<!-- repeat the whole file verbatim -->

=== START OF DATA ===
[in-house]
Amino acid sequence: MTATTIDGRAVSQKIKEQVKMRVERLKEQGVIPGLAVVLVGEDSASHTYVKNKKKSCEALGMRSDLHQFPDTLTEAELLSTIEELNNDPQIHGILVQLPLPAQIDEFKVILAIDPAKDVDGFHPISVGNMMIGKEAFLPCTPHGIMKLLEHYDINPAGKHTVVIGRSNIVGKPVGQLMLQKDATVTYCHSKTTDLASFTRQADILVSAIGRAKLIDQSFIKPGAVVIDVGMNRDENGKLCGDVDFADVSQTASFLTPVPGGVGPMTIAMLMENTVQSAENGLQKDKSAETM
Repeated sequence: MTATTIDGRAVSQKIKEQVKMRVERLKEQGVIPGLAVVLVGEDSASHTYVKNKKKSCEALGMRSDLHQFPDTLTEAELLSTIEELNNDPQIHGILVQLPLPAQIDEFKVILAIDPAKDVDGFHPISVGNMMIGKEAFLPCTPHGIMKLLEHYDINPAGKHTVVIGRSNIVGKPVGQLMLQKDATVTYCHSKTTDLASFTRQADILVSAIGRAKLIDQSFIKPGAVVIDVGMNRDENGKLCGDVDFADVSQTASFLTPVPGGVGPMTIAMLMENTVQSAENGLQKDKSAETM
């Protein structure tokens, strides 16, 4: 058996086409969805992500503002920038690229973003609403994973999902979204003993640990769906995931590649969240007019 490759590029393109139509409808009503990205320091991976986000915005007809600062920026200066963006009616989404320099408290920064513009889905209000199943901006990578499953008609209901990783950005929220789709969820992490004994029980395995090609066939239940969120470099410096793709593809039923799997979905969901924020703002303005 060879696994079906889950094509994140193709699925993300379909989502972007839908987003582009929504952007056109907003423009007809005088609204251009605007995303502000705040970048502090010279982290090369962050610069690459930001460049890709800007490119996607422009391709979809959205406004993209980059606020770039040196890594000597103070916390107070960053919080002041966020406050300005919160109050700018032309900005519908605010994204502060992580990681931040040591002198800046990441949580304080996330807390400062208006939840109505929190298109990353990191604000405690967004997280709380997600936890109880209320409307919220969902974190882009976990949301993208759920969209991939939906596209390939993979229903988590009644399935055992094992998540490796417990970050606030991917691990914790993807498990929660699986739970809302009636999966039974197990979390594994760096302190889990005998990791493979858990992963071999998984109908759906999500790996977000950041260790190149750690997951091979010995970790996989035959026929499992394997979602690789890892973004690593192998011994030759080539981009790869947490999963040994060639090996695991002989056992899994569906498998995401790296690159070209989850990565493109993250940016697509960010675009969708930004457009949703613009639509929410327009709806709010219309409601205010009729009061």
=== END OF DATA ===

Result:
[in-house]
Amino acid sequence: MTATTIDGRAVSQKIKEQVKMRVERLKEQGVIPGLAVVLVGEDSASHTYVKNKKKSCEALGMRSDLHQFPDTLTEAELLSTIEELNNDPQIHGILVQLPLPAQIDEFKVILAIDPAKDVDGFHPISVGNMMIGKEAFLPCTPHGIMKLLEHYDINPAGKHTVVIGRSNIVGKPVGQLMLQKDATVTYCHSKTTDLASFTRQADILVSAIGRAKLIDQSFIKPGAVVIDVGMNRDENGKLCGDVDFADVSQTASFLTPVPGGVGPMTIAMLMENTVQSAENGLQKDKSAETM
Repeated sequence: MTATTIDGRAVSQKIKEQVKMRVERLKEQGVIPGLAVVLVGEDSASHTYVKNKKKSCEALGMRSDLHQFPDTLTEAELLSTIEELNNDPQIHGILVQLPLPAQIDEFKVILAIDPAKDVDGFHPISVGNMMIGKEAFLPCTPHGIMKLLEHYDINPAGKHTVVIGRSNIVGKPVGQLMLQKDATVTYCHSKTTDLASFTRQADILVSAIGRAKLIDQSFIKPGAVVIDVGMNRDENGKLCGDVDFADVSQTASFLTPVPGGVGPMTIAMLMENTVQSAENGLQKDKSAETM
């Protein structure tokens, strides 16, 4: 058996086409969805992500503002920038690229973003609403994973999902979204003993640990769906995931590649969240007019 490759590029393109139509409808009503990205320091991976986000915005007809600062920026200066963006009616989404320099408290920064513009889905209000199943901006990578499953008609209901990783950005929220789709969820992490004994029980395995090609066939239940969120470099410096793709593809039923799997979905969901924020703002303005 060879696994079906889950094509994140193709699925993300379909989502972007839908987003582009929504952007056109907003423009007809005088609204251009605007995303502000705040970048502090010279982290090369962050610069690459930001460049890709800007490119996607422009391709979809959205406004993209980059606020770039040196890594000597103070916390107070960053919080002041966020406050300005919160109050700018032309900005519908605010994204502060992580990681931040040591002198800046990441949580304080996330807390400062208006939840109505929190298109990353990191604000405690967004997280709380997600936890109880209320409307919220969902974190882009976990949301993208759920969209991939939906596209390939993979229903988590009644399935055992094992998540490796417990970050606030991917691990914790993807498990929660699986739970809302009636999966039974197990979390594994760096302190889990005998990791493979858990992963071999998984109908759906999500790996977000950041260790190149750690997951091979010995970790996989035959026929499992394997979602690789890892973004690593192998011994030759080539981009790869947490999963040994060639090996695991002989056992899994569906498998995401790296690159070209989850990565493109993250940016697509960010675009969708930004457009949703613009639509929410327009709806709010219309409601205010009729009061």